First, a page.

ITV News Reporter Chloe Keedy reports on the English Channel crossings and the mounting pressure the government is under to address the issue
More than 10,000 people have now made the life-threatening journey across the English Channel in small boats this year.
At least 482 people succeeded in crossing the Dover Strait on Wednesday on board 21 boats – a new record for a single day.
Crossings in 2021 – which already eclipsed last year’s annual total last month – have resumed in recent days following a period of bad weather.
Data compiled by the PA news agency shows that the tally for this year now stands at more than 10,200 people, despite the dangers involved in the journey.
Wednesday’s 482 arrivals – confirmed by the Home Office on Thursday morning – surpass the previous daily high of 430 set on July 19 2021.
Despite this, the UK continues to see far fewer boat arrivals and asylum claims than many of its European counterparts.
At least 50,989 people have arrived in Europe via the Mediterranean by land and sea so far this year, according to data from the United Nations High Commissioner for Refugees (UNHCR).
At least 1,016 people are estimated to be dead or missing, according to the same data.
Home Secretary Priti Patel and her department have repeatedly vowed to make the Channel route “unviable”, but crossings have continued to rise.
Bella Sankey, director of charity Detention Action, said: “Overall asylum applications are dropping and much lower than they were in the 2000s, but the number of high Channel crossings shows that desperate people trying to save their lives will risk everything to reach safety.
“MPs need to act swiftly and should pass legislation to allow those with strong prospects of receiving protection here safe passage to the UK from northern France to seek asylum here.”
Steve Valdez-Symonds, Refugee and Migrant Rights Director at Amnesty International UK, said: “The reason people are putting themselves in serious danger with these Channel crossings is that there are simply no safe alternatives open to them.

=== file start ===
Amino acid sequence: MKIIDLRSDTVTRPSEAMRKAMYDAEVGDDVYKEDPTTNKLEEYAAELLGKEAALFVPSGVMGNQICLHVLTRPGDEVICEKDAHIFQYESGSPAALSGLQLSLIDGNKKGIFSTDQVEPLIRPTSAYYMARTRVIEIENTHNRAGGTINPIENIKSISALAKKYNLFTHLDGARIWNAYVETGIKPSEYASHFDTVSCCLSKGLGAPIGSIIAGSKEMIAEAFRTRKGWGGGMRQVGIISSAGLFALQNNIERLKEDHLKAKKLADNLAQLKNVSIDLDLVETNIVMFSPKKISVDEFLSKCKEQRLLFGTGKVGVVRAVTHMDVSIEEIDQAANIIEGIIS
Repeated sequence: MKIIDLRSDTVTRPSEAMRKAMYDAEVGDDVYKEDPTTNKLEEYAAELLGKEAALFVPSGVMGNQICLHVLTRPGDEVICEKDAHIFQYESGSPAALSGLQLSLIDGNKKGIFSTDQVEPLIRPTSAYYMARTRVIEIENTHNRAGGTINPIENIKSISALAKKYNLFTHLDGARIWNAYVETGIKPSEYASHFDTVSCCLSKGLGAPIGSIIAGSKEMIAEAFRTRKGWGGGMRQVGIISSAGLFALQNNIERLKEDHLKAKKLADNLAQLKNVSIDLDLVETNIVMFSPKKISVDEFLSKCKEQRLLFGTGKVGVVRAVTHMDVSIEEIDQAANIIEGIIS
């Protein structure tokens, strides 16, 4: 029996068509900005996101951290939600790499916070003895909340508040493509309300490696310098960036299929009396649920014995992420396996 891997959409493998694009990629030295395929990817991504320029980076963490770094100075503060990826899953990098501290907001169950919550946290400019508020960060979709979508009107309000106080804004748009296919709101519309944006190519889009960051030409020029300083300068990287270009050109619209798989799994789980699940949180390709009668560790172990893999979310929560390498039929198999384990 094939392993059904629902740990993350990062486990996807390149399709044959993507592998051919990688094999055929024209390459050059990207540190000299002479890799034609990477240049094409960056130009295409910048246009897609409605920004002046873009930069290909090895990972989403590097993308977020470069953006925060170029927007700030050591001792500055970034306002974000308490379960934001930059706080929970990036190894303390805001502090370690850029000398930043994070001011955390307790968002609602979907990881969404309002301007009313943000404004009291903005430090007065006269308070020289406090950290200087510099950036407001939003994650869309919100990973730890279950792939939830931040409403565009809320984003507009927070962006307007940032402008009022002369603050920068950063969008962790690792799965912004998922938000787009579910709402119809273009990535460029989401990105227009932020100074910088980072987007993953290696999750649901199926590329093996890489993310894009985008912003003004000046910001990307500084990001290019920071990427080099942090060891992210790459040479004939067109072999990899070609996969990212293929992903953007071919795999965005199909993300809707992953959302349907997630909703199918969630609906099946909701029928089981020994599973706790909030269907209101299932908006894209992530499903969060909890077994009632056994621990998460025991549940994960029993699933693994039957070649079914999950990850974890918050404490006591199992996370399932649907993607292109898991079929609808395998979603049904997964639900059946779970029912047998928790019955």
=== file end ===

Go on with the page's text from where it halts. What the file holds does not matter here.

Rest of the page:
“Desperate people mustn’t be abandoned to live in often squalid and unsafe camps in northern France, and the UK and the French governments need to come together to devise a humane way of fulfilling their responsibility toward these people.
“On a global scale, very few people seek asylum in the UK and politicians need to stop peddling myths and stoking hostility toward often vulnerable people who’ve experienced persecution and trauma.”
A group onboard one small dinghy with no engine explains where they have come from and how many are making the journey back in July, during a spell of calm weather
Dan O’Mahoney, Clandestine Channel Threat Commander for the Home Office, said: ”These dangerous small boat crossings, facilitated by criminal gangs, are putting lives at risk.”
He said the numbers are “unacceptable” and claimed that the government’s controversial New Plan for Immigration is the “only credible long term plan to fix the broken asylum system”.
Last month, Ms Patel announced an agreement to more than double the number of police patrolling French beaches, with the government to give France £54 million.
This week, she met members of the Greek government to discuss “shared challenges on illegal migration”.
The two-day official visit saw the Home Secretary meet ministers in Athens before going out on patrol with the Hellenic coastguard off the island of Samos to learn more about the methods used to prevent small boat crossings.